Cane Creek brought threadless headset technology to the bicycle industry in the early 1990s, beginning the revolution in fork and head-tube innovation. We held the patent for nearly 20 years, and during that time licensed the technology to qualified manufacturing partners around the world. Many of these partners elected to etch the "Cane Creek" name and the patent number on the top cover of the headset, in recognition of the license.
Regretfully, due to the sheer volume of headsets produced, we are unable to stock spare parts nor assemblies from these licensed headsets. For direct replacement, please visit your local bike shop, or contact us at 800-234-2725 and we can help you identify an equivalent Cane Creek product that will fit your bike.
A common question and we’ve put together a step-by-step guide to help you determine what size and standard your bike requires.
You can access that guide here.
In most cases you can simply look at the top cover of the headset, all Cane Creek headsets are clearly identified with a model name in this area. OEM headsets may not have a model name or much information at all. In this case you may need to remove certain parts to measure your head tube in order to identify what you have. All Cane Creek models as of 2011 have Standardized Headset Identification System (SHIS) nomenclature marked on the cup for quick identification.
The most critical measurement in determining what headset will fit a given frame is the Inside Diameter (ID) of the head tube. To be properly measured, the head tube must have all cups, bearings, non-bonded parts, etc. removed. Once the head tube is bare, measure directly across the widest portion of the head tube just inside the opening.
While relatively straightforward, headset installation does require some mechanical knowledge of bikes and certain specialty tools. We suggest heading down to your local bike shop and letting a professional mechanic take care of your installation. But if you want to do it yourself... check out our instructional video on headset installation and reference your Owner's Manual.
The optimal stack height for your bicycle's cockpit is a personal choice. The maximum allowable spacer stack height depends on the fork, the headset type, and headtube specification. Therefore the maximum allowable spacer stack height is dictated by the fork and frame manufacturer, not Cane Creek.
No, but here's why you might want to consider doing so. Our patented Interlok spacer design provides solid interface between the top cover and spacer stack; and our "Scalloped" spacers shave 25% in weight off a standard alloy spacer stack.
The gold-colored Interlok® Filler Ring fits into the top-most Interlok groove in your cockpit setup to provide a flat surface for placement of a non-Interlok-compatible stem. This could be the headset top cover (as supplied) or the top-most Interlok spacer in your spacer stack. It is not placed inside the headset. (Note that the Interlok Filler Ring is not necessary for placement of a non-Interlok stem with Interlok top covers or spacers.)
It's a good idea to periodically check for good headset adjustment. There should be no looseness, play or knocking in the headset. If you detect any of these, then your headset should be adjusted. It's a relatively simple, straightforward task and we've created a short video to walk you through the process.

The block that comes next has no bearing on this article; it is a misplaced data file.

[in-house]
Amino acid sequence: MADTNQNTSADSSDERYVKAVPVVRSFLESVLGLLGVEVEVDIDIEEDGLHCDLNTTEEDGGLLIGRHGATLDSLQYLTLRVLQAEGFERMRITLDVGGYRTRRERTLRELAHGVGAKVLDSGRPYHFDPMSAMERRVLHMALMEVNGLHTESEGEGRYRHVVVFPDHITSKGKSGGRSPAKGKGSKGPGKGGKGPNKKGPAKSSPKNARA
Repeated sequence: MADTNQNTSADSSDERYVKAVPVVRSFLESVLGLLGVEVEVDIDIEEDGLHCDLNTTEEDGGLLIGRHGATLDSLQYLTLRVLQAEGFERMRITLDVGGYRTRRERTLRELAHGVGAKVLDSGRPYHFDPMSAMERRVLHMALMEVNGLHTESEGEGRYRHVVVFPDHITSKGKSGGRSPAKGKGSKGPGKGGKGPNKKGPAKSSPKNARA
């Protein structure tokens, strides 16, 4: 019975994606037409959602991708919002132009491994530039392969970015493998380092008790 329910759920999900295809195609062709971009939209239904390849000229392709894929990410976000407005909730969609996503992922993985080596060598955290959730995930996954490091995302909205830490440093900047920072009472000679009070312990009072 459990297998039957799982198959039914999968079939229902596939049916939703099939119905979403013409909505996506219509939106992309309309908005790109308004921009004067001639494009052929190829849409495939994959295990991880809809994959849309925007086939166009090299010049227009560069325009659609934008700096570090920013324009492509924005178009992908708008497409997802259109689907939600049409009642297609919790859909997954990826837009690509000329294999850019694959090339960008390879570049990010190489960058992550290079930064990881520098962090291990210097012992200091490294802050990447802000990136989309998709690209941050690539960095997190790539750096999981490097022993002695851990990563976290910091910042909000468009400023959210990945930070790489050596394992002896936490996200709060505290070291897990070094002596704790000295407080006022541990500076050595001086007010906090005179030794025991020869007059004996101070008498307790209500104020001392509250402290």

Yes, all moving parts on your bike should be regularly serviced and your headset is no different. Check out our instructional video on headset maintenance for a quick walk-through.
In most cases yes, especially if your headset uses sealed cartridge bearings. The first step is identifying the model of your headset. Cane Creek branded headsets should have model names that can be referenced for replacements. If your headset is the OEM or factory installed headset it is usually necessary to upgrade to a new unit.
Threadless headsets reconfigure the way the frame, fork and stem go together, thereby making the steering assembly lighter, simpler and more functional with better feel. A threadless headset serves double duty by tying the threadless steering tube to the frame and setting the stem position on the steerer. As a result, threadless systems eliminate headset locknuts and the stem wedge and quill, saving up to a half-pound compared to threaded systems. Equally important is the savings of time, tools and labor—once the headset cups and crown are in place, one 5mm hex wrench sets the bearing-preload bolt and tightens the stem bolts. Threadless headsets are also much less likely to rattle loose, and they can be kept in check with the same simple 5mm adjustment. Finally, the stem/steerer interface is much more secure—instead of a prone-to-flex stem quill rising out of a steering tube, the stem clamps around the steerer tube.
The compression ring creates a solid interface between the steerer tube and bearing, eliminating movement in the steerer. This keeps the steerer tube centered under various loads.
Traditionally fork steerers and head tubes were a single diameter from top to bottom. Tapered technology is using head and steerer tubes of varying diameter (larger toward the bottom) to create a stiffer more efficient front end on bicycles.
In most cases, yes. However; with the introduction of certain models from Cane Creek, tapered forks can be run in two straight head tubes. The classic 1.5” head tube has an inside diameter (ID) of 49.61mm, with use of our ZS49/28.6 TOP assembly, a tapered fork can be used instead of the straight 1.5” that head tube was intended for. With the EC44/40 Bottom assembly, non tapered 1 1/8” head tubes with a 44mm ID can utilize a tapered fork as well.
Cane Creek was the first headset company to offer a tapered solution for 1-1/8" head-tubes. Called XX-44, this bottom assembly enabled the use of 1-1/8" to 1.5" tapered forks on straight, 44mm head-tubes. This gave consumers more options, and frame designers more flexibility when creating the perfect ride.